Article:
As part of a National Day of Remembrance and Hope, faith leaders who are working to pass health reform gathered at Washington, DC’s National City Christian Church today for “An Interfaith Service of Remembrance and Hope for Health Care for All.” Below are some video clips of the solemn yet inspiring service, taken by FPL intern Justin Charity.
DeWayne Davis of the Episcopal Church’s Washington office reflects on and prays for those who have died or suffered because they lacked healthcare:
Rev. Graylan Hagler of Plymouth Congregational United Church of Christ calls the congregation to action on health care reform:
Rev. Stephen Gentle of National City Christian Church gives an interfaith benediction:
Time isn’t on our side– with every day that passes, more than 14,000 people lose their healthcare coverage, more people are forced to declare bankruptcy because of staggering medical costs, and more families go without needed medical care. According to a recent Harvard University study, 45,000 people have died each year from a lack of health insurance.
At noon today, people of faith will gather in Washington, DC (at National City Christian Church) to remember those 45,00 and to call on Congress and the Obama administration to display strong moral leadership. Similar services are happening across the country, from Lexington, KY to Oakland, CA.
Just before this interfaith service in DC, faith leaders came together on Capitol Hill for a prayer rally and press conference to push for necessary fixes to the Senate Finance Committee bill, which still requires families to spend too much on healthcare that covers too little.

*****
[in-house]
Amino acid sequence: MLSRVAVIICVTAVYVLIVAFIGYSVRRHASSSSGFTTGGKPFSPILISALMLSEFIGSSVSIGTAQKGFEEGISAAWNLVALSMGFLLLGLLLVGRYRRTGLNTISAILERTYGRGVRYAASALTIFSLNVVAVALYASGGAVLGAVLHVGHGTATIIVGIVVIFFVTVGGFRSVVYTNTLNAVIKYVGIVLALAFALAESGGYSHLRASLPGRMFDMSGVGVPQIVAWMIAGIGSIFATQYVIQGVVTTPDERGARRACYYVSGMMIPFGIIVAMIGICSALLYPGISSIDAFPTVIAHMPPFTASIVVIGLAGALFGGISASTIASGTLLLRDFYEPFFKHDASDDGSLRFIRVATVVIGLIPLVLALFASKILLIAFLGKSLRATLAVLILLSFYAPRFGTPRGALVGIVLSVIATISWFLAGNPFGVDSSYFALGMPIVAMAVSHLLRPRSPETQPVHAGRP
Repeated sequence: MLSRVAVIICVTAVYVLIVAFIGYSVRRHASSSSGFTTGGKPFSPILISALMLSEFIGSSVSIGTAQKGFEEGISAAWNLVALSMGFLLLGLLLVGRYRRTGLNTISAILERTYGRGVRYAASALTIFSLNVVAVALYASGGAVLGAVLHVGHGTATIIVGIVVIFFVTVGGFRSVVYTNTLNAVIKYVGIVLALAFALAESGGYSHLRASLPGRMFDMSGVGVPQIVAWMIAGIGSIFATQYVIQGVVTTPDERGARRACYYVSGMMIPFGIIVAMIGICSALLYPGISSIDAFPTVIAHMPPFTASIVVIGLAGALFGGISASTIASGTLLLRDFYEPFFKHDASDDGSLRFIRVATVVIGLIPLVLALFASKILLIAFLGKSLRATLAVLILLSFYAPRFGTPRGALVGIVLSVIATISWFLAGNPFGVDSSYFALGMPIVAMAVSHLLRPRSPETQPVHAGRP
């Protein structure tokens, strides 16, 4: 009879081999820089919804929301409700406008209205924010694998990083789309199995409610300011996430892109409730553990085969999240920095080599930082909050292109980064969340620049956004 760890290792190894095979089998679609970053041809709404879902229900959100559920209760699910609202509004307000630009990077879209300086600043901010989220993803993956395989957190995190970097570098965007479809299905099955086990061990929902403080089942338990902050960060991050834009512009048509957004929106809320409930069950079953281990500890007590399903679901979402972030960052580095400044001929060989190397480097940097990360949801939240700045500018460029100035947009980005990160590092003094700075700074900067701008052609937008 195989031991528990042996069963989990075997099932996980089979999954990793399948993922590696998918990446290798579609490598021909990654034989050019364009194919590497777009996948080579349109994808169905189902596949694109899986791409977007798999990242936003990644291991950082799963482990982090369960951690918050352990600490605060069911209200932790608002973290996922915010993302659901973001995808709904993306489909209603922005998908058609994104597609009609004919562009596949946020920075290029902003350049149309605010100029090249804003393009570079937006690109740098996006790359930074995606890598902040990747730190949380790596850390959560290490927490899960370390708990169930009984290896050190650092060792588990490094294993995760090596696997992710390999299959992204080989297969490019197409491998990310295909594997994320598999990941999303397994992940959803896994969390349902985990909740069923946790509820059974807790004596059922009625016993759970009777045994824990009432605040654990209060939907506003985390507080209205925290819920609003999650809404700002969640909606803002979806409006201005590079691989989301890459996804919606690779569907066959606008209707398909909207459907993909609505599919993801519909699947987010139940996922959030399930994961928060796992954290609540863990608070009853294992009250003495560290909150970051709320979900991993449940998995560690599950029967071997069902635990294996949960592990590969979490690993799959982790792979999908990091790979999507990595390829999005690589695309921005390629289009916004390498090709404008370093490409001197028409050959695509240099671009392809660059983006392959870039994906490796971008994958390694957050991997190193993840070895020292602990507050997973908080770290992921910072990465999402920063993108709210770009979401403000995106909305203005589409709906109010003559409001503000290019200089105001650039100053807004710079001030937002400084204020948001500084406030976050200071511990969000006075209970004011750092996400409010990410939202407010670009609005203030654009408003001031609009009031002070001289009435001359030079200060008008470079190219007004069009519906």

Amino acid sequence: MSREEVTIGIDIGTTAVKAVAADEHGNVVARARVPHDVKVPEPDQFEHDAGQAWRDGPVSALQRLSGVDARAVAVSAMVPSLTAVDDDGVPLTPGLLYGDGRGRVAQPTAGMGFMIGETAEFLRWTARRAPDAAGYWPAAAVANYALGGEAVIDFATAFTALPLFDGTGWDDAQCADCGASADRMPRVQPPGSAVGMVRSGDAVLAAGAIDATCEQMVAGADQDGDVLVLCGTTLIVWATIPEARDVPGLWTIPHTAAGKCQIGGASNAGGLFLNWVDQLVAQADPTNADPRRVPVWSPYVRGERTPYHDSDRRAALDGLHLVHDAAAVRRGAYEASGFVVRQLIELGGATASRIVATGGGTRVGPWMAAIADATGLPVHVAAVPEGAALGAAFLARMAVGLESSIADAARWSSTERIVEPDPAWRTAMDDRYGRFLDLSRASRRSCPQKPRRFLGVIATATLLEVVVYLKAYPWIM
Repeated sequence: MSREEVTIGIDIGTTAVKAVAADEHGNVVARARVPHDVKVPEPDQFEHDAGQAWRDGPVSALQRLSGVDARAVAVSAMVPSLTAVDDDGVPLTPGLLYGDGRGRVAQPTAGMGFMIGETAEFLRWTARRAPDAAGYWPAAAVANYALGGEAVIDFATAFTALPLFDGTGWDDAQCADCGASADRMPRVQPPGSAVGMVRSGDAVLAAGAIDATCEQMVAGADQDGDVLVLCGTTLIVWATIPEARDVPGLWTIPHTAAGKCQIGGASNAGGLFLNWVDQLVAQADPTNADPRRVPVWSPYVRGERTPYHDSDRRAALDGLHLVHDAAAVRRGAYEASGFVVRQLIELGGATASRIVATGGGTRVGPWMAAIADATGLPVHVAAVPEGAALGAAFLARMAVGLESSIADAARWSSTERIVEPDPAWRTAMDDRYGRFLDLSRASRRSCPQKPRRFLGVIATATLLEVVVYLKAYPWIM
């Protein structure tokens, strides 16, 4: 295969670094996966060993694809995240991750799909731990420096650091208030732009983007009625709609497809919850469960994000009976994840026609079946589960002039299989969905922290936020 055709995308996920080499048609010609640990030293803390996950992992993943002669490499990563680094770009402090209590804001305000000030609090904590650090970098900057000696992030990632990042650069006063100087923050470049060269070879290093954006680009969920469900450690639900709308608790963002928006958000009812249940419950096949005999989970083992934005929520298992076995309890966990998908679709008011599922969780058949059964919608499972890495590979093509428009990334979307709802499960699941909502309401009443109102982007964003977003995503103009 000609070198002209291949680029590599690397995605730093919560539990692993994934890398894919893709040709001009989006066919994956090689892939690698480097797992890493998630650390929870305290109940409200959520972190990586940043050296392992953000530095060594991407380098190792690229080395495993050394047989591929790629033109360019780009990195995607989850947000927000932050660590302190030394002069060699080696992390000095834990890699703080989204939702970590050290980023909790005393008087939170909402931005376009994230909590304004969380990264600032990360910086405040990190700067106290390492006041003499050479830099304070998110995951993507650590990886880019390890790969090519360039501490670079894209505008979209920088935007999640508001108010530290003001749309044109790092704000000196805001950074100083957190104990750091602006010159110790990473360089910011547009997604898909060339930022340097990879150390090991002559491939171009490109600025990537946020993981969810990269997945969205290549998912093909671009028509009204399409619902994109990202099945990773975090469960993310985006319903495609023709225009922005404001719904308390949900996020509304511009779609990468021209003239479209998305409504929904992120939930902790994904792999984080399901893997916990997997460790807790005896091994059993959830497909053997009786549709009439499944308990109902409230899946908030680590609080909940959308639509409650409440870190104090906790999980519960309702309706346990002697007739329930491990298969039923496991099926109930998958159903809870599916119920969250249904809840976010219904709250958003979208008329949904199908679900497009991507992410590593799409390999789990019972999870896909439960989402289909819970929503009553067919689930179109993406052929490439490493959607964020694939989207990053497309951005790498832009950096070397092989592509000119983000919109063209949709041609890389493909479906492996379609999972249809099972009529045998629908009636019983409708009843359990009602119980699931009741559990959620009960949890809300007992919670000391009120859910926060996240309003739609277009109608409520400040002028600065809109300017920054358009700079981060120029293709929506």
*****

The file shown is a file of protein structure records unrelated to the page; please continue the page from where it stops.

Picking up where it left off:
Congress has made some important progress on healthcare reform, but we need to keep the momentum going; this is a historic opportunity and we simply can’t afford to miss it.
A short while ago, the Senate Finance Committee approved its healthcare reform bill by a 14-9 vote. One of those 14 was Senator Olympia Snowe (R-ME), who has been encouraged to support reform by Catholic, Orthodox and Protestant leaders in Maine. (See here for a local news story about one such effort.)
Now that bills have passed all committee votes in both houses of Congress, healthcare reform is headed to the floor. Following a summer of robust, multifaceted advocacy by diverse coalitions of national religious groups, community organizing networks, and local clergy across the country, reform is awfully close to passing, but the struggle isn’t over. In the coming weeks, as all sorts of interest groups descend on Congress for a final lobbying push, faith leaders are organizinglocal events across the country and lobby visits to key legislators to keep the momentum and pressure up.
These female Senators know all too well about these inequities, whether from their own experiences, stories from loved ones, or impassioned pleas from the voters they represent. For instance, Sen. Mary Landrieu told of a constituent of hers, a 25-year-old woman, who spends 20% of her meager income on her health care coverage. Watch the video, from Jodi Jacobson at RH Reality Check: